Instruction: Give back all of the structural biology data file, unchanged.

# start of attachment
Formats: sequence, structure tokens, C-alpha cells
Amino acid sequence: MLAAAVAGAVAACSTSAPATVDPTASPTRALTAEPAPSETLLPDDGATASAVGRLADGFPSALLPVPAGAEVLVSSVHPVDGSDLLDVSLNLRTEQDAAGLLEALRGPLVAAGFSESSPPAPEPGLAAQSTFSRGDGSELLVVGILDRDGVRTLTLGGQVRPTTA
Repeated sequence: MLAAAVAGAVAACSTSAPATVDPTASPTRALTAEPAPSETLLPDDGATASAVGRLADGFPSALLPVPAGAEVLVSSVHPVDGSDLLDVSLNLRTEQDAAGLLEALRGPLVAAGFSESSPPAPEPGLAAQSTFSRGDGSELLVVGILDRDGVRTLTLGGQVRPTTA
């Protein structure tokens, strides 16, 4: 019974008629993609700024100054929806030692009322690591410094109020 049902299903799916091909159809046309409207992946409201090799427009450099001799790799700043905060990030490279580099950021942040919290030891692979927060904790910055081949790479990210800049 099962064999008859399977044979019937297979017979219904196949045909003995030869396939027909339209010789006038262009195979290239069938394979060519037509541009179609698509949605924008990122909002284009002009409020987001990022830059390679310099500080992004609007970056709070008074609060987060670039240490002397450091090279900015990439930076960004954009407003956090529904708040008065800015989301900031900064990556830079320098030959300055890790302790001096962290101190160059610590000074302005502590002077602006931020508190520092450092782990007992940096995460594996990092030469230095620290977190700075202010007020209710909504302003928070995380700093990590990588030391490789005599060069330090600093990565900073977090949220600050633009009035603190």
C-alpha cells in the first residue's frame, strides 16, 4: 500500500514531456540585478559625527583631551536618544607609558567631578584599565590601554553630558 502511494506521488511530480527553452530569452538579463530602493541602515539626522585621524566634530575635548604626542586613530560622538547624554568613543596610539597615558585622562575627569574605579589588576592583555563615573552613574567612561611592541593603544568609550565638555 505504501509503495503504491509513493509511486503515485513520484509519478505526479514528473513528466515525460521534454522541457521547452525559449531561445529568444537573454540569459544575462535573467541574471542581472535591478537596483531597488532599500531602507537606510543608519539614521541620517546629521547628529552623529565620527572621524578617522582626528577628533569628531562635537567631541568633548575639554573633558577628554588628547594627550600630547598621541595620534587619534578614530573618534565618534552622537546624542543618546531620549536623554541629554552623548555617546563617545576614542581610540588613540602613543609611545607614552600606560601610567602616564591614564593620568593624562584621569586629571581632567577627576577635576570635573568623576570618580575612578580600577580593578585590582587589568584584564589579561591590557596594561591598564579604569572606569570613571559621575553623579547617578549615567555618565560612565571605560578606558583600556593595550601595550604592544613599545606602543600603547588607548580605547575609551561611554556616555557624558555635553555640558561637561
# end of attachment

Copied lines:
Formats: sequence, structure tokens, C-alpha cells
Amino acid sequence: MLAAAVAGAVAACSTSAPATVDPTASPTRALTAEPAPSETLLPDDGATASAVGRLADGFPSALLPVPAGAEVLVSSVHPVDGSDLLDVSLNLRTEQDAAGLLEALRGPLVAAGFSESSPPAPEPGLAAQSTFSRGDGSELLVVGILDRDGVRTLTLGGQVRPTTA
Repeated sequence: MLAAAVAGAVAACSTSAPATVDPTASPTRALTAEPAPSETLLPDDGATASAVGRLADGFPSALLPVPAGAEVLVSSVHPVDGSDLLDVSLNLRTEQDAAGLLEALRGPLVAAGFSESSPPAPEPGLAAQSTFSRGDGSELLVVGILDRDGVRTLTLGGQVRPTTA
């Protein structure tokens, strides 16, 4: 019974008629993609700024100054929806030692009322690591410094109020 049902299903799916091909159809046309409207992946409201090799427009450099001799790799700043905060990030490279580099950021942040919290030891692979927060904790910055081949790479990210800049 099962064999008859399977044979019937297979017979219904196949045909003995030869396939027909339209010789006038262009195979290239069938394979060519037509541009179609698509949605924008990122909002284009002009409020987001990022830059390679310099500080992004609007970056709070008074609060987060670039240490002397450091090279900015990439930076960004954009407003956090529904708040008065800015989301900031900064990556830079320098030959300055890790302790001096962290101190160059610590000074302005502590002077602006931020508190520092450092782990007992940096995460594996990092030469230095620290977190700075202010007020209710909504302003928070995380700093990590990588030391490789005599060069330090600093990565900073977090949220600050633009009035603190």
C-alpha cells in the first residue's frame, strides 16, 4: 500500500514531456540585478559625527583631551536618544607609558567631578584599565590601554553630558 502511494506521488511530480527553452530569452538579463530602493541602515539626522585621524566634530575635548604626542586613530560622538547624554568613543596610539597615558585622562575627569574605579589588576592583555563615573552613574567612561611592541593603544568609550565638555 505504501509503495503504491509513493509511486503515485513520484509519478505526479514528473513528466515525460521534454522541457521547452525559449531561445529568444537573454540569459544575462535573467541574471542581472535591478537596483531597488532599500531602507537606510543608519539614521541620517546629521547628529552623529565620527572621524578617522582626528577628533569628531562635537567631541568633548575639554573633558577628554588628547594627550600630547598621541595620534587619534578614530573618534565618534552622537546624542543618546531620549536623554541629554552623548555617546563617545576614542581610540588613540602613543609611545607614552600606560601610567602616564591614564593620568593624562584621569586629571581632567577627576577635576570635573568623576570618580575612578580600577580593578585590582587589568584584564589579561591590557596594561591598564579604569572606569570613571559621575553623579547617578549615567555618565560612565571605560578606558583600556593595550601595550604592544613599545606602543600603547588607548580605547575609551561611554556616555557624558555635553555640558561637561